New England Soccer Today

Buyer’s Remorse

Jose Moreno points to the heavens after scoring what proved to be his only goal in a Revolution uniform on Apr. 14 against D.C. (Photo: Chris Aduama/aduama.com)

So much for all those goals Jose Moreno was supposed to score.

In a move that shocked no one, the Revolution cut ties with well-traveled and oft-injured striker on Monday, thus closing the book on the most curious offseason signing in recent memory.

It’s easy to see why the Revolution cut the embattled striker. One goal in seven games, as well as a litany of appearances on the injury list, only cemented his spot on the chopping block.

Then again, it’s difficult to fathom why it took this long.

Only six months ago, Moreno’s signing was well-heralded by the club. Right from the start, they christened him as their new number 9. The Revolution were going to attack. And Moreno was going to be the beneficiary of that attitude.

Well, at least that’s the way it was originally scripted. The re-write, however, was far more interesting.

Only days after the announcement, a Colombian news service reported that Moreno’s heart was with Once Caldas, the club the Revolution worked with to bring the striker to New England. Red flag, anyone?

In the days that followed, the Revolution front office brushed the comments aside. They said he was misquoted. They said he’d be here. They had a legally-binding agreement already in hand. And technically, he didn’t have to arrive until Mar. 1. The excuses? There were plenty.

So the Revolution waited. And then waited some more. While all was quiet on Moreno’s end after those curious quotes, the Revolution kept insisting he’d be here. When Mar. 1 passed without his arrival, they cited ITC and Visa issues – issues that most, if not all international signings, don’t often wait until the last possible minute to address.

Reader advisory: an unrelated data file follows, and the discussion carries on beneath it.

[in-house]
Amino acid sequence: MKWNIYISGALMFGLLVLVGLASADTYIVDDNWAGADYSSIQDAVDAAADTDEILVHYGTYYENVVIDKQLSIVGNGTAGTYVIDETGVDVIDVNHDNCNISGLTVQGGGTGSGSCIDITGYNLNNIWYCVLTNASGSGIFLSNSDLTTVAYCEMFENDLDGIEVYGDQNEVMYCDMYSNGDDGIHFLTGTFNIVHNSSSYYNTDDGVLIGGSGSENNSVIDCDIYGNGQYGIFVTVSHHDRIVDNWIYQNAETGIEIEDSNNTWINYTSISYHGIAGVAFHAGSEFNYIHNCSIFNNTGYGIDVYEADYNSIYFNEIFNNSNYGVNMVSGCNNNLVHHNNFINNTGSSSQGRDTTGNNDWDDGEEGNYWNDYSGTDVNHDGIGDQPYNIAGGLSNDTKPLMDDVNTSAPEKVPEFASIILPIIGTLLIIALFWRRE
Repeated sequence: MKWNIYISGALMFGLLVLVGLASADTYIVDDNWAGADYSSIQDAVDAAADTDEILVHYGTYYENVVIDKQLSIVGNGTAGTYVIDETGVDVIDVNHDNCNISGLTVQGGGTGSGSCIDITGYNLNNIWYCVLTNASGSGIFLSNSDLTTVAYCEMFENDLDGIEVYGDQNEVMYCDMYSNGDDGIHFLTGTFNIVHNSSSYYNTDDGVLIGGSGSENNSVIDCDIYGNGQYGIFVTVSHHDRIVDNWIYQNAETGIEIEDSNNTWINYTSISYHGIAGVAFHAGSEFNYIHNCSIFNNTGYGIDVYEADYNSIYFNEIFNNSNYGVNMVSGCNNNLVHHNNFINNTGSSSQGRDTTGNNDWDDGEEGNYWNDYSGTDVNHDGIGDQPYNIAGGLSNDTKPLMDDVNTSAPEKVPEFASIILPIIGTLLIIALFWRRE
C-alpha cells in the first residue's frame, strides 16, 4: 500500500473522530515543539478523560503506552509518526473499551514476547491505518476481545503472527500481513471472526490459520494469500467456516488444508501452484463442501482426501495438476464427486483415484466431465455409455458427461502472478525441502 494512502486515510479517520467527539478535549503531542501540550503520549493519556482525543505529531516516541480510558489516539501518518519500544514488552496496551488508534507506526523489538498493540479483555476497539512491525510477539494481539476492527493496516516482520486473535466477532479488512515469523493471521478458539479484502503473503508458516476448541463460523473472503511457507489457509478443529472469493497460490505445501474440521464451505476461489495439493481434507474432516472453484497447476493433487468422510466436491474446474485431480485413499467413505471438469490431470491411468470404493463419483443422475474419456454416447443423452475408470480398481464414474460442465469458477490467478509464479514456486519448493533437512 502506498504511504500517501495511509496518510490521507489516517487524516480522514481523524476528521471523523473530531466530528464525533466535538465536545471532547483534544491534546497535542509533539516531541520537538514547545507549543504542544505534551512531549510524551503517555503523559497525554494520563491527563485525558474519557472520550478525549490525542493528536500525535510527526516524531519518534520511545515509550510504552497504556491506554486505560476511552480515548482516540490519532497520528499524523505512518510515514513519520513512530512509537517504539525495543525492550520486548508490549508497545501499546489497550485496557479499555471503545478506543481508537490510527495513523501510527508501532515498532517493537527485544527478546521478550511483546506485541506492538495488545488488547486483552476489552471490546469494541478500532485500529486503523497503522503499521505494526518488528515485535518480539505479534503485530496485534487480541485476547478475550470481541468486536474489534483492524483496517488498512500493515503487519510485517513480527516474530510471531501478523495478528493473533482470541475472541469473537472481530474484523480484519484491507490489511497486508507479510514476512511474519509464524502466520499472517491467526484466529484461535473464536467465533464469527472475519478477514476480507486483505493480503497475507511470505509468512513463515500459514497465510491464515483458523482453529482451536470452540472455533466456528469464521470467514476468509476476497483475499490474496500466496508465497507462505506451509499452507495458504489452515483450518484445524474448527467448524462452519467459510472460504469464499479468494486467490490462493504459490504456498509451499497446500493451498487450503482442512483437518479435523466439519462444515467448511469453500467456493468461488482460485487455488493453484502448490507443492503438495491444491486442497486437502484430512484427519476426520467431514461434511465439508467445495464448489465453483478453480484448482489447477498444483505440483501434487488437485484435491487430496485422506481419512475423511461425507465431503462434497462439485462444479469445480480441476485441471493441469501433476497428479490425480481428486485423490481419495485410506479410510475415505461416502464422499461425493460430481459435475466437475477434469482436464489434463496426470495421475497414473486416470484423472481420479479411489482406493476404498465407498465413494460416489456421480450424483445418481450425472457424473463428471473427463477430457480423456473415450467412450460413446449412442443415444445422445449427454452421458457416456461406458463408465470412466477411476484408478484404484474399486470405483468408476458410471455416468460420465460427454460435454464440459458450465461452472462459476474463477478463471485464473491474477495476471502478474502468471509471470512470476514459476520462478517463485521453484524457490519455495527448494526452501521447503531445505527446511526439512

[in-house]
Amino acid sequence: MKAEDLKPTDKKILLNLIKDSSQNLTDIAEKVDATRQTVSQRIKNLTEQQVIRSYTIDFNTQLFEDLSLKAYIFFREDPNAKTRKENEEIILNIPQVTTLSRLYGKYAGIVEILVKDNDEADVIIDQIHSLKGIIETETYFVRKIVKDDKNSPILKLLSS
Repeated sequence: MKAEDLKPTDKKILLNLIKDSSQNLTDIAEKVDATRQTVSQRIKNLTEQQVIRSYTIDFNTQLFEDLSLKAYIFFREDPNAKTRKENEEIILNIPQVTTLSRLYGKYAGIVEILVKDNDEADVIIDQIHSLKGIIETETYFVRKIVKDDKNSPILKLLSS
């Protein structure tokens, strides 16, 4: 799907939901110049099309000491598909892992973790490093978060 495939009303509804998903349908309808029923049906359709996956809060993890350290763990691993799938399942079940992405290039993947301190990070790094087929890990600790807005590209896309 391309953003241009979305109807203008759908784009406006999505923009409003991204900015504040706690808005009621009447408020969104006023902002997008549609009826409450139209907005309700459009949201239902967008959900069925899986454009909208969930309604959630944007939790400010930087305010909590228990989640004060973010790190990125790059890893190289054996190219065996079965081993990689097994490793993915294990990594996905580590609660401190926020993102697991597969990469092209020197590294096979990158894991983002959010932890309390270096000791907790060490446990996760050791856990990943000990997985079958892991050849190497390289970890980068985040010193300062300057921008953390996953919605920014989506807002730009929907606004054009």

When he finally did arrive, he wasn’t exactly in peak condition. He was kept off the field until Apr. 5 against Dallas, when he came on as 79th minute sub. Though he didn’t score, his rip on Kevin Hartman showed he had no problem pulling the trigger.

Nine days later, it looked as if maybe, just maybe, Moreno would show us what all the fuss was about. In an Apr. 14 game against D.C., it only took six minutes before the Colombian striker struck when he put through a looping cross from Saer Sene to put the Revolution in command early. And there he was: Moreno the goalscorer.

But it didn’t take long for the magic to wear off. Shortly after his debut goal, Moreno found himself back on the trainer’s table. The ankle that limited him in Colombia was acting up. Again.

He returned to the lineup on June 16, but it’d be the last time he’d find the field. And even though the Revolution attack struggling mightly as the summer progressed, Moreno was nowhere to be seen on gameday. Not even in the first 18.

By August, it was clear: Moreno’s days were numbered. On Saturday, Ryan Lanigan tweeted that the Colombian would be waived. And two days later, it became official: the much-heralded signing was free to go.

It doesn’t take hindsight to realize how much of a mistake the Moreno signing was. From the start, the Revolution, coming off one of the worst season in franchise history, were understandibly anxious to sign a goalscorer, especially after they shed Rajko Lekic and Milton Caraglio.

And so Moreno was their hope. Even before he stepped foot in the U.S., they granted him the coveted 9 jersey. They plastered the image of the 9 jersey with “Moreno” on their site. The hopes were high. Too high, it turned out.

When Moreno’s interest in joining his new team cooled, the Revolution had two choices: drag him back here, or wash their hands of him. They went with the former, and it did no one any favors.

Granted, few could’ve predicted that Moreno would’ve been the malcontent he turned out to be. But even without the benefit of hindsight, his resume spoke volumes: eight clubs in 13 years. Not exactly a potrait of the ideal teammate.